UNIT 6 – Language and Race

Summary:

Around the world, language functions as much more than a technical means of communication. Conversing with others in a specific language with certain rhythms, styles, registers, forms, and dialects can prompt different modes—sometimes, even categories—of citizenship, connection, and belonging. In this unit, students will learn about language as it relates not only to race relations and constructions of racial identities but also to the maintenance of or challenge to wider discriminatory systems. Through examples from across time and space, students will also gain an understanding of how languages thrive, clash, broaden, or limit people’s access to different groups and spaces.

SAPIENS Webinar and Articles:

Keywords:

Professor Talking Points:

  • Never fixed, language varies not only in terms of the many spoken around the world but also across the different regional, age-related, gendered, and racialized styles that shape and emerge within individual languages.
  • Many racialized communities have developed stylistic spins on language for reasons ranging from community-building and identification to convenience to resistance.
  • Many mainstream institutions—schools, corporate businesses, formal political organizations—assume, treat, and even demean racialized linguistic variations as inferior, deficient, and inappropriate.
  • “Code-switching” specifically refers to when a person incorporates more than one language or dialect in a social exchange. It happens when people assess and adapt their spoken and behavioral practices to fit the expectations of others. Usually this is done in pursuit of specific outcomes including but not limited to leaving a good impression on an audience, getting promoted at work, garnering respect in systems that tend to underestimate one’s racial or other social group, or acting in ways that stand to minimize racial harm that one may face in social spaces that can range from apathetic to hostile.
  • Several linguistic anthropologists argue that ethnographic studies of “language” should go beyond the patterns and inflections of verbal expression to include both the contexts (short- and long-term) in which they are used, and the wider array of signals (gestures and movements, attire) and forms (digital media, body language) that people use to communicate and connect with others.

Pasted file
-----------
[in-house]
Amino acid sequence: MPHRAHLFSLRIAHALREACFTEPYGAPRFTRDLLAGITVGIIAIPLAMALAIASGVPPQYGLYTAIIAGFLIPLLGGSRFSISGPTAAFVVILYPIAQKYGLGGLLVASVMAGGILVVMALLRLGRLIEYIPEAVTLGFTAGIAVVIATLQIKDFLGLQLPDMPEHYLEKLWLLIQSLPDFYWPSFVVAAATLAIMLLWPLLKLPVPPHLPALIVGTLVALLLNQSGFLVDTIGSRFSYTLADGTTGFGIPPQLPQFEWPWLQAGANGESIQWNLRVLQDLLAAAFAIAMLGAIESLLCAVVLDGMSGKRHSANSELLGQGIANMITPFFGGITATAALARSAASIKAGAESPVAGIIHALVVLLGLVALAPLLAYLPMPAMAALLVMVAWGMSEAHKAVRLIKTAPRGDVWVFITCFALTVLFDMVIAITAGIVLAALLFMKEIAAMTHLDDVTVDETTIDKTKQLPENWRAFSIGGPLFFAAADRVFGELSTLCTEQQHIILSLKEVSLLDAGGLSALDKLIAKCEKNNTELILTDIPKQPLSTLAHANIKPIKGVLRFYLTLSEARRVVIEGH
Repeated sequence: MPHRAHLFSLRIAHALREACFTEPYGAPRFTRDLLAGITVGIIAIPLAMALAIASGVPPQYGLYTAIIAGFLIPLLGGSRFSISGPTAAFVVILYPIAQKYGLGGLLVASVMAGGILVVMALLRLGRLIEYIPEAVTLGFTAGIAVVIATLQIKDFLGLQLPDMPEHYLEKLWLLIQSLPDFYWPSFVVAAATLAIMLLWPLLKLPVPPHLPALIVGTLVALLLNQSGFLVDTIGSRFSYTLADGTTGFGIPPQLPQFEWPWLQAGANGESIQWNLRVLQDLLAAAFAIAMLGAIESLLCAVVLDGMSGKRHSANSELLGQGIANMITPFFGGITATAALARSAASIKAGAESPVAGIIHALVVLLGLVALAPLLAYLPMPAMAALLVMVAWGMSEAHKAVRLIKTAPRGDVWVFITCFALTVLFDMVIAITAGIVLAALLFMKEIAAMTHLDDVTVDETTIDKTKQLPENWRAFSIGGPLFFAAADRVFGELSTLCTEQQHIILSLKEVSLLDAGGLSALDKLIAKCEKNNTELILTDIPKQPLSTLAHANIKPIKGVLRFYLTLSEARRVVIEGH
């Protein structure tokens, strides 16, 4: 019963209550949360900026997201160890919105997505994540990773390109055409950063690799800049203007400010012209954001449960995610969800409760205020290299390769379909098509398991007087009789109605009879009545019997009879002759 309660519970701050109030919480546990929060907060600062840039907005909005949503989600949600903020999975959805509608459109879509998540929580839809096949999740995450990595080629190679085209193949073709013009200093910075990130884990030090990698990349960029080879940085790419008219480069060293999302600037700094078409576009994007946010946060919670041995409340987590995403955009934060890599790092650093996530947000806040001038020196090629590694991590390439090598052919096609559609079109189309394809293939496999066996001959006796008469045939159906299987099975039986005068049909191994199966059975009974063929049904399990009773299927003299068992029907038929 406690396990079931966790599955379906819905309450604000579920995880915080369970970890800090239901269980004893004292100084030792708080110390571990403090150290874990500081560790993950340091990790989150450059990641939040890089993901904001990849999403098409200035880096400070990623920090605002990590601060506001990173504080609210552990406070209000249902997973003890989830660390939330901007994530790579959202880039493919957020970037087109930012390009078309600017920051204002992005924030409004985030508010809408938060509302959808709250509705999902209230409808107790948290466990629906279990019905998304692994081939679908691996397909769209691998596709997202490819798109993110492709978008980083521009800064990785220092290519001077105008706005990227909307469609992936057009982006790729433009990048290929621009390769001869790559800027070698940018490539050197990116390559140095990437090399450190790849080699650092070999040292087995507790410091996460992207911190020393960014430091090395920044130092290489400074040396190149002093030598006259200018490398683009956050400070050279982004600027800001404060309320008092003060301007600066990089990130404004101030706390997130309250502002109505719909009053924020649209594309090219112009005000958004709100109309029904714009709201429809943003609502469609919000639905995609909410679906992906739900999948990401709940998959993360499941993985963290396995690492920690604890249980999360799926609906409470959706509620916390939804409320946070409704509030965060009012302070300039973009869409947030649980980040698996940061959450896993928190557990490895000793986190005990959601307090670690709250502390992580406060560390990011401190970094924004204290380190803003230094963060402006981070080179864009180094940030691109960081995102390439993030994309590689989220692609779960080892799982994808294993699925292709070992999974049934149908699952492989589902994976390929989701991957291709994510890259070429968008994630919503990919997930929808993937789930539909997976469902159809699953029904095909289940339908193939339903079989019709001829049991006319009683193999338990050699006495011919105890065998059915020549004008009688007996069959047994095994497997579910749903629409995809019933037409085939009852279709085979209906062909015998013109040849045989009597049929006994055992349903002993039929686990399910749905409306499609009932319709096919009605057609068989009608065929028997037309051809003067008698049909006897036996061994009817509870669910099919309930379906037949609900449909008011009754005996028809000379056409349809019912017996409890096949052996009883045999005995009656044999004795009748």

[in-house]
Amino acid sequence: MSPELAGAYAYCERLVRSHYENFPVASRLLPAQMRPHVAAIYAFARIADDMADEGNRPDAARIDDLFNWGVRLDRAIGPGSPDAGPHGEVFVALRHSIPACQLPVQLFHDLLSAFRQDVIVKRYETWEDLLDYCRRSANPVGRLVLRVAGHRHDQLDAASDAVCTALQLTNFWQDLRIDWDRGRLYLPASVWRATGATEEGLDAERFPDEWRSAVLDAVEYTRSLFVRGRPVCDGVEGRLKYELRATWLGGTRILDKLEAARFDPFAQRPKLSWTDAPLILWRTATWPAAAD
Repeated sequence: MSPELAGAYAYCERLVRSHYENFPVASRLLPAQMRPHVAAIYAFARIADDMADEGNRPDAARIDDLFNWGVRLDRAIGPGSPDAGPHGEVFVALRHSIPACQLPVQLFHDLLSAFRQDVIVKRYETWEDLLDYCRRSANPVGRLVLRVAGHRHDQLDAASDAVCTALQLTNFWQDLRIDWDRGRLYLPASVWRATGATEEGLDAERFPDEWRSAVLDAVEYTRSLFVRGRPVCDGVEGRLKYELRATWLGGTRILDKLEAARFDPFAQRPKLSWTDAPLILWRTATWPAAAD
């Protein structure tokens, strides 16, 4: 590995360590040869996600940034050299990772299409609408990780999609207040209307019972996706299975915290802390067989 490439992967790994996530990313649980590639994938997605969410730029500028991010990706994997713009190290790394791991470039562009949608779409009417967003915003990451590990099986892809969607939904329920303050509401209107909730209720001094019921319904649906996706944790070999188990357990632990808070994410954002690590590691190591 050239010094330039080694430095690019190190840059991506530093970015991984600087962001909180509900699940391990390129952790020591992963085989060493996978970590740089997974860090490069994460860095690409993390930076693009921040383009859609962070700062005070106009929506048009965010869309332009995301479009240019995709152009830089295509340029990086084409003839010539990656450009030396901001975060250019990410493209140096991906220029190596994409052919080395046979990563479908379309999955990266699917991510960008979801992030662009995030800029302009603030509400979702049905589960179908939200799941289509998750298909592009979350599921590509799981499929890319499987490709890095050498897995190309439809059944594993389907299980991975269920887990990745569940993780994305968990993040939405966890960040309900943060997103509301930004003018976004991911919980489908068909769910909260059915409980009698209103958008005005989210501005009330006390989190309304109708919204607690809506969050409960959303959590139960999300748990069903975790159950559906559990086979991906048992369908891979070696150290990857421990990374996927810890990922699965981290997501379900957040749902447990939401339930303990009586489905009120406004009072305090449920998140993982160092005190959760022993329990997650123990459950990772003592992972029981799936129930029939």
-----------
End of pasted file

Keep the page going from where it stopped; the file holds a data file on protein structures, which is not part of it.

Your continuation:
• Language supremacy exists within and between countries and nations, situating some languages and/or dialects as more legitimate, “civilized,” or proper than others. Particularly in political and educational domains, there have been notable recent pushes—through both research and pedagogy—to overturn assumptions that “standard English” is a prerequisite for intellectual prowess, social contribution, and consequently, systemic recognition.

Academic Articles:

  • Garza, Joyhanna Yoo. 2021. “‘Where All My Bad Girls At?’: Cosmopolitan Femininity Through Racialized Appropriations in K-pop.” Gender and Language 15 (1): 11–41.
  • Hill, Jane H. 1998. “Language, Race, and White Public Space.” American Anthropologist 100 (3): 680–689.
  • Rosa, Jonathan, and Nelson Flores. 2017. “Unsettling Race and Language: Toward a Raciolinguistic Perspective.Language in Society 46 (5): 621–647.
  • Smalls, Krystal A. 2018. “Fighting Words: Anti-Blackness and Discursive Violence in an American High School.” Journal of Linguistic Anthropology 28 (3): 356–383.

Student Discussion Questions:

  1. How does your use of language help shape and affirm your social identities? How do you engage language differently at school, work, or home, or with friends?
  2. When was the last time you thought about how others might interpret words or unfairly judge you because of them? What pushed you to think about this consciously, and how did that shape your language choices going forward?
  3. What does language capture or enable in the human experience, and what does it obscure, derail, or otherwise fail to capture?
  4. How is language used to serve different social and political interests in Obregón’s SAPIENS post?
  5. Why is it important to pay attention to how people interpret and deploy language, and to how their decisions are informed by their racial realities?
  6. According to the “Black and Indigenous Storytelling as Counter-History” transcript, what were the cultural powers of storytelling, and how did different speakers see storytelling as resistance?

Activities:

  • Have students define and discuss code-switching in class, and then write—as an individual assignment and follow-up thought exercise—about a time they remember doing so. Ask them to detail not just the incident, time, and people around them, but also their feelings and thought process (both in that moment and retrospectively).

Additional Resources:

 

Unit by Marlaina Martin (2022)